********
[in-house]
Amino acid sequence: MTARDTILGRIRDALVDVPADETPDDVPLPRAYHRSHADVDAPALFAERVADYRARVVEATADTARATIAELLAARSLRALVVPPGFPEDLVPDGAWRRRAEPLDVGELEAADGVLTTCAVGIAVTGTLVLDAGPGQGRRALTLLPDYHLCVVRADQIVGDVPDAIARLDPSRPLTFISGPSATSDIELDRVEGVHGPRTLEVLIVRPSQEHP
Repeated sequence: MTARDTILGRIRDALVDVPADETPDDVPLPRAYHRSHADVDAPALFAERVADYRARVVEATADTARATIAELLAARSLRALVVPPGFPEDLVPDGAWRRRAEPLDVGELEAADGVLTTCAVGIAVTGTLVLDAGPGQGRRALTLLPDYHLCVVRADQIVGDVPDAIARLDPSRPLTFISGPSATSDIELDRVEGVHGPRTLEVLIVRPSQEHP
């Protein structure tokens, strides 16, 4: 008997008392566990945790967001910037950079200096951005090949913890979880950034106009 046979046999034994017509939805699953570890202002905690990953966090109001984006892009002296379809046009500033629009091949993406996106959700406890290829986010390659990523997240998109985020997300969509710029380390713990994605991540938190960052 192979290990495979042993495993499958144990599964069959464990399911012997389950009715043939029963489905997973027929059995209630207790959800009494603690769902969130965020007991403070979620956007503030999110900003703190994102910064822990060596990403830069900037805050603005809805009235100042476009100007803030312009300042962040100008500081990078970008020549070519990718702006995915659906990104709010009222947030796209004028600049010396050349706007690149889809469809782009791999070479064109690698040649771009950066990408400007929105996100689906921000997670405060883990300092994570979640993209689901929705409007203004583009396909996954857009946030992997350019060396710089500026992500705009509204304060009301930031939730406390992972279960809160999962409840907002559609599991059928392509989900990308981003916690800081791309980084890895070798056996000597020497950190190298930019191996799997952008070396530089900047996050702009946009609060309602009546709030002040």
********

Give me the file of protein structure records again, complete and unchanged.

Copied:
[in-house]
Amino acid sequence: MTARDTILGRIRDALVDVPADETPDDVPLPRAYHRSHADVDAPALFAERVADYRARVVEATADTARATIAELLAARSLRALVVPPGFPEDLVPDGAWRRRAEPLDVGELEAADGVLTTCAVGIAVTGTLVLDAGPGQGRRALTLLPDYHLCVVRADQIVGDVPDAIARLDPSRPLTFISGPSATSDIELDRVEGVHGPRTLEVLIVRPSQEHP
Repeated sequence: MTARDTILGRIRDALVDVPADETPDDVPLPRAYHRSHADVDAPALFAERVADYRARVVEATADTARATIAELLAARSLRALVVPPGFPEDLVPDGAWRRRAEPLDVGELEAADGVLTTCAVGIAVTGTLVLDAGPGQGRRALTLLPDYHLCVVRADQIVGDVPDAIARLDPSRPLTFISGPSATSDIELDRVEGVHGPRTLEVLIVRPSQEHP
């Protein structure tokens, strides 16, 4: 008997008392566990945790967001910037950079200096951005090949913890979880950034106009 046979046999034994017509939805699953570890202002905690990953966090109001984006892009002296379809046009500033629009091949993406996106959700406890290829986010390659990523997240998109985020997300969509710029380390713990994605991540938190960052 192979290990495979042993495993499958144990599964069959464990399911012997389950009715043939029963489905997973027929059995209630207790959800009494603690769902969130965020007991403070979620956007503030999110900003703190994102910064822990060596990403830069900037805050603005809805009235100042476009100007803030312009300042962040100008500081990078970008020549070519990718702006995915659906990104709010009222947030796209004028600049010396050349706007690149889809469809782009791999070479064109690698040649771009950066990408400007929105996100689906921000997670405060883990300092994570979640993209689901929705409007203004583009396909996954857009946030992997350019060396710089500026992500705009509204304060009301930031939730406390992972279960809160999962409840907002559609599991059928392509989900990308981003916690800081791309980084890895070798056996000597020497950190190298930019191996799997952008070396530089900047996050702009946009609060309602009546709030002040």